Race weekend in Dover doesn’t appeal to everyone

    Rob Tornoe knows first hand the passion of those who come to Dover Raceway.  He just doesn’t share it completely.  His commentary and editorial cartoon are a click away. He awaits your comments.


    Here is Rob’s commentary:

    If you’re planning on heading south this weekend through Delaware, you might want to adjust your plans. You see, NASCAR is in Dover through Sunday, which means your scenic drive to the beach might be interrupted by gas-guzzling RVs making their way to the races.

    NASCAR remains a huge economic engine for Kent County. An economic impact study hasn’t been done on the race since 1991, but Cindy Small at Kent County Tourism tells me that the two races are the top two draws in Dover for the entire year – no other event brings as many people at once to Kent County.

    Good thing Grotto’s Pizza opened their new Dover location in time for the race.

    I grew up living behind Dover Downs, and got to see first hand the section-by-section growth the stadium went through between every race, eventually swelling to hold 135,000 beer-chugging race aficionados, making it the largest sports venue in the mid-Atlantic.

    I can vividly remember sitting in class at Town Point Elementary and getting excited hearing the cars’ loud engines roaring during time trials. Once Sunday rolled around, my friends and I would ride our bikes towards the stadium, where the normal sounds of a lazy afternoon were drowned out by the excitement created by a sea of RV’s crowding yards and roads surrounding the track. If you thought walking the streets of New York was a feast for the senses, travel to Dover during the race and take a stroll though the lanes created by these colorful campers.

    Security was lax in those days, so twice a year we would dutifully jump the fence and make our way through the hoard of merchants, finally reaching a vantage point where we could watch the race.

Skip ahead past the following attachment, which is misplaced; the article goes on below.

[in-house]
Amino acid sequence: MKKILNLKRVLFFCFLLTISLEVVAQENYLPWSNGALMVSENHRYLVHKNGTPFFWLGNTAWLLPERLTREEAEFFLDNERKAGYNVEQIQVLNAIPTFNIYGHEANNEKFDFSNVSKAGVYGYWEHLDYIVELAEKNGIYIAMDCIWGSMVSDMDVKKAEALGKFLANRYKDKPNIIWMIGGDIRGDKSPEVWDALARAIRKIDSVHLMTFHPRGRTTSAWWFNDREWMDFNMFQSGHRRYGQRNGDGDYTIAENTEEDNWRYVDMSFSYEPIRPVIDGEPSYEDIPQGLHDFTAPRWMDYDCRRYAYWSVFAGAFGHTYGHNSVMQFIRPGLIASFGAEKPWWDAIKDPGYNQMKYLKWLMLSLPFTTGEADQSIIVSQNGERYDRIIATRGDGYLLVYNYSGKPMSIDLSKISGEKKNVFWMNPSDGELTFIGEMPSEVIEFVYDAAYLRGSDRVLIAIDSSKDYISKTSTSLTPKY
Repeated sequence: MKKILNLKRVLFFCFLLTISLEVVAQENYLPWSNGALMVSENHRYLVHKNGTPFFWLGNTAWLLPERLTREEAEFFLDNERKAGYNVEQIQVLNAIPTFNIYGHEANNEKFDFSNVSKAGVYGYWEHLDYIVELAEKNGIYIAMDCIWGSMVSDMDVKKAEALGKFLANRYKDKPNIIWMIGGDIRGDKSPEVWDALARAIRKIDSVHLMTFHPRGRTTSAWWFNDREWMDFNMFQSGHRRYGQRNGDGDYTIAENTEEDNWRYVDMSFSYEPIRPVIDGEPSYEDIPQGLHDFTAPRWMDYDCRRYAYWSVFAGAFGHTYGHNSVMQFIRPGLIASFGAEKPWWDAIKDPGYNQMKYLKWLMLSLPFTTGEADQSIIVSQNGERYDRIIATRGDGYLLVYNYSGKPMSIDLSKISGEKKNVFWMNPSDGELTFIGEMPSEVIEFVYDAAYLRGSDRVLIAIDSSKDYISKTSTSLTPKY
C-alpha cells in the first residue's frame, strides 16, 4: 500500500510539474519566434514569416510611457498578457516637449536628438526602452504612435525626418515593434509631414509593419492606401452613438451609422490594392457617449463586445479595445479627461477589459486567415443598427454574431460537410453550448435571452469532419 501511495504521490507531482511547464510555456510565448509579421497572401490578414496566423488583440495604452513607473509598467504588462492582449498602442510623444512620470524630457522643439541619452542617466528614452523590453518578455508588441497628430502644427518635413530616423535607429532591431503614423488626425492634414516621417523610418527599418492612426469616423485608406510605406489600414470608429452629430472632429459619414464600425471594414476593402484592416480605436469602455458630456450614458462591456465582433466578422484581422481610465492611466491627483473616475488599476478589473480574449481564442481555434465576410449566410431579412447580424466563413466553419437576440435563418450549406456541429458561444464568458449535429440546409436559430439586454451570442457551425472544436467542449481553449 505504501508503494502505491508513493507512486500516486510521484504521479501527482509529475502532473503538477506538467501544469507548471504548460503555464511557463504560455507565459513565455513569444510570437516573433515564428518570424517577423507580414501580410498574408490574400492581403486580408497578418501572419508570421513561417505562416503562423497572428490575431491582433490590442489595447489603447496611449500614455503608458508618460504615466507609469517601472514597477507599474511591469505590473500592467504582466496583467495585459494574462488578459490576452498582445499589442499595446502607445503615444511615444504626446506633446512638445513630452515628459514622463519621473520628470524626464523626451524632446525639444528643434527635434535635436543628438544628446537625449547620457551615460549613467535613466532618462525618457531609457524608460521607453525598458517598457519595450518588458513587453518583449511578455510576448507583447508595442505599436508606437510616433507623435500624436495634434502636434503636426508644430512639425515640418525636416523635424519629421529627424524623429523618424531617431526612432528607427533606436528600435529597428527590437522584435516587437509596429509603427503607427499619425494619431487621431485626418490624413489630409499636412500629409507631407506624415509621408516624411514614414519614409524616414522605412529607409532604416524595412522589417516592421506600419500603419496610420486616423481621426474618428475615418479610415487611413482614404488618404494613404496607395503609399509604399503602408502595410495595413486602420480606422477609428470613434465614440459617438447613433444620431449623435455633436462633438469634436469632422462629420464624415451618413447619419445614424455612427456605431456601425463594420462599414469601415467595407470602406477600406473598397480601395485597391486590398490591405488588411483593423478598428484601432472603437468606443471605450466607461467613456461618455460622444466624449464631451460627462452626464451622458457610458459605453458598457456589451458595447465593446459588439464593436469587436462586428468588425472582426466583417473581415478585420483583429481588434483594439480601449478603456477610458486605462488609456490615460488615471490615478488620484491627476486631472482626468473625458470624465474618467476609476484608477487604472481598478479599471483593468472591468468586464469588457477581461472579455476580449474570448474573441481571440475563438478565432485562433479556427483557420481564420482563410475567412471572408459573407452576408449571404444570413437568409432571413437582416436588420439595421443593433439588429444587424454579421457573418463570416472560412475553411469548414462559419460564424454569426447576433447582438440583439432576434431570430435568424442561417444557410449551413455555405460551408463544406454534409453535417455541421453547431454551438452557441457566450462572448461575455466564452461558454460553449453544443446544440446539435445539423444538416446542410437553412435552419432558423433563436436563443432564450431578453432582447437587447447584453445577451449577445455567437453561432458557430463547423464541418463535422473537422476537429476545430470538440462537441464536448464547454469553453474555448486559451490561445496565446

And five minutes later… we were bored and went home.

    I know there are millions of race fans in this country, and hundreds of thousands of people will passionately be rooting for their favorite drivers this weekend in Dover, but I could never quite understand the allure of watching four left turns 400 times in a row. And this is coming from a huge baseball fan, a sport my wife labels with the longest version of the word “boring” ever spoken aloud.

    I’ve talked to many die-hard NASCAR fans, trying to understand the appeal of this uniquely American sport. It all sounds good – multi-team strategy made by drivers pushing the envelope at speeds over 180 mph, with every team competing every single week. It sounds great… until I start to watch.

    Maybe it’s due to the cars themselves. Much to my father’s disappointment, I was never much of a wrench monkey, and following a sport where technology determines 90 percent of the outcome limits my interest in rooting for a driver. I might as well be rooting for Toyota instead of Mark Martin. NASCAR even backs this up, noting that the car, and not the driver, qualifies for the starting position. 

    Another pet peeve – why have your Super Bowl in the beginning of the season? NASCAR’s largest race is the Daytona 500, and it’s run in February. Does this make any sense to anyone who isn’t holding a Kyle Busch koozie?

    Honestly, NASCAR fans remind me of soccer fans in the way they defend their sport. There is obviously a great deal of strategy, athleticism and competition involved in every game of soccer. But watching two teams play non-stop for 90 minutes and end a game in a 1-1 tie doesn’t exactly leave me roused with passion. Soccer is a blast to play, and I imagine driving a car around a track that fast is quite an adrenaline rush. But for my taste, both are the entertainment equivalent of having my teeth pulled.

    Maybe I’ll tune in to the race this weekend. I’m feeling guilty not supporting an event so near and dear to many in Delaware. It just depends on what boring baseball games are on Sunday afternoon.


    Rob Tornoe is a political cartoonist and a WHYY contributor. See more of his work at RobTornoe.com, and follow him on twitter @RobTornoe. 

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